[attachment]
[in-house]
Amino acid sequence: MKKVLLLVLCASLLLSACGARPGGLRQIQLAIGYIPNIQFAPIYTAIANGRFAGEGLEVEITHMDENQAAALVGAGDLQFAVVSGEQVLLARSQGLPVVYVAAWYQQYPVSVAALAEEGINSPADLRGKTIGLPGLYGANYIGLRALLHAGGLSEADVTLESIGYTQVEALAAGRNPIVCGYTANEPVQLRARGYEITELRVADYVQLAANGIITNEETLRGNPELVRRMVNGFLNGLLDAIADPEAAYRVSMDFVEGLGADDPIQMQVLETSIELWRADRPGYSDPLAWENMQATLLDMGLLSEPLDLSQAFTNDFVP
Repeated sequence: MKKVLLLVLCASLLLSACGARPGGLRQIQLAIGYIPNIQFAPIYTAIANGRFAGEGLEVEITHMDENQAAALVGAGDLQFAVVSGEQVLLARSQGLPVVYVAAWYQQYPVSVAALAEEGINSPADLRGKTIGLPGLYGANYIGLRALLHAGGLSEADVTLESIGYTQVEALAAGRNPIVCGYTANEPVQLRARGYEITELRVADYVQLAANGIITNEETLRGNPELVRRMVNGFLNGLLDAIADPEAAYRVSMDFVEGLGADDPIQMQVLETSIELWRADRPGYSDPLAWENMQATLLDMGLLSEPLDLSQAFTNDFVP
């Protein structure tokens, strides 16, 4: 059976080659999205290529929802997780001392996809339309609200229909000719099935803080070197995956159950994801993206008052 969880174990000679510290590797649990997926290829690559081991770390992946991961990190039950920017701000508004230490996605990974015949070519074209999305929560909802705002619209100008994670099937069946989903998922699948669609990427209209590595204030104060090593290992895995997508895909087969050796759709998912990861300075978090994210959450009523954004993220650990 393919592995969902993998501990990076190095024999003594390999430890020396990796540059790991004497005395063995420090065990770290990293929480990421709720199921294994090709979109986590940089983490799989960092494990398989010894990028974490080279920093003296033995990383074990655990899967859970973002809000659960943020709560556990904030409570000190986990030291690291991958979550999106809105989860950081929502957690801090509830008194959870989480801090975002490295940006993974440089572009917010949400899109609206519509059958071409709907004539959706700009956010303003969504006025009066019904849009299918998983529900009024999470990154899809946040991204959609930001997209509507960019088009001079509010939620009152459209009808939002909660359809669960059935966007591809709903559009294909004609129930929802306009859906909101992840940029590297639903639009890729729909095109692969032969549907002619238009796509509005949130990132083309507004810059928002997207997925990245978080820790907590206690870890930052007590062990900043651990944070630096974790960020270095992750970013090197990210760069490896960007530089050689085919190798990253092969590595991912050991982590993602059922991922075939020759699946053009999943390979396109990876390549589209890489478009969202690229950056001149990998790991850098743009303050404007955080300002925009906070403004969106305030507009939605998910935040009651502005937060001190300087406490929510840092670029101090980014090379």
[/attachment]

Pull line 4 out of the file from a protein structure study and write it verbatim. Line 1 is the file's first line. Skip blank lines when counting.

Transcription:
């Protein structure tokens, strides 16, 4: 059976080659999205290529929802997780001392996809339309609200229909000719099935803080070197995956159950994801993206008052 969880174990000679510290590797649990997926290829690559081991770390992946991961990190039950920017701000508004230490996605990974015949070519074209999305929560909802705002619209100008994670099937069946989903998922699948669609990427209209590595204030104060090593290992895995997508895909087969050796759709998912990861300075978090994210959450009523954004993220650990 393919592995969902993998501990990076190095024999003594390999430890020396990796540059790991004497005395063995420090065990770290990293929480990421709720199921294994090709979109986590940089983490799989960092494990398989010894990028974490080279920093003296033995990383074990655990899967859970973002809000659960943020709560556990904030409570000190986990030291690291991958979550999106809105989860950081929502957690801090509830008194959870989480801090975002490295940006993974440089572009917010949400899109609206519509059958071409709907004539959706700009956010303003969504006025009066019904849009299918998983529900009024999470990154899809946040991204959609930001997209509507960019088009001079509010939620009152459209009808939002909660359809669960059935966007591809709903559009294909004609129930929802306009859906909101992840940029590297639903639009890729729909095109692969032969549907002619238009796509509005949130990132083309507004810059928002997207997925990245978080820790907590206690870890930052007590062990900043651990944070630096974790960020270095992750970013090197990210760069490896960007530089050689085919190798990253092969590595991912050991982590993602059922991922075939020759699946053009999943390979396109990876390549589209890489478009969202690229950056001149990998790991850098743009303050404007955080300002925009906070403004969106305030507009939605998910935040009651502005937060001190300087406490929510840092670029101090980014090379």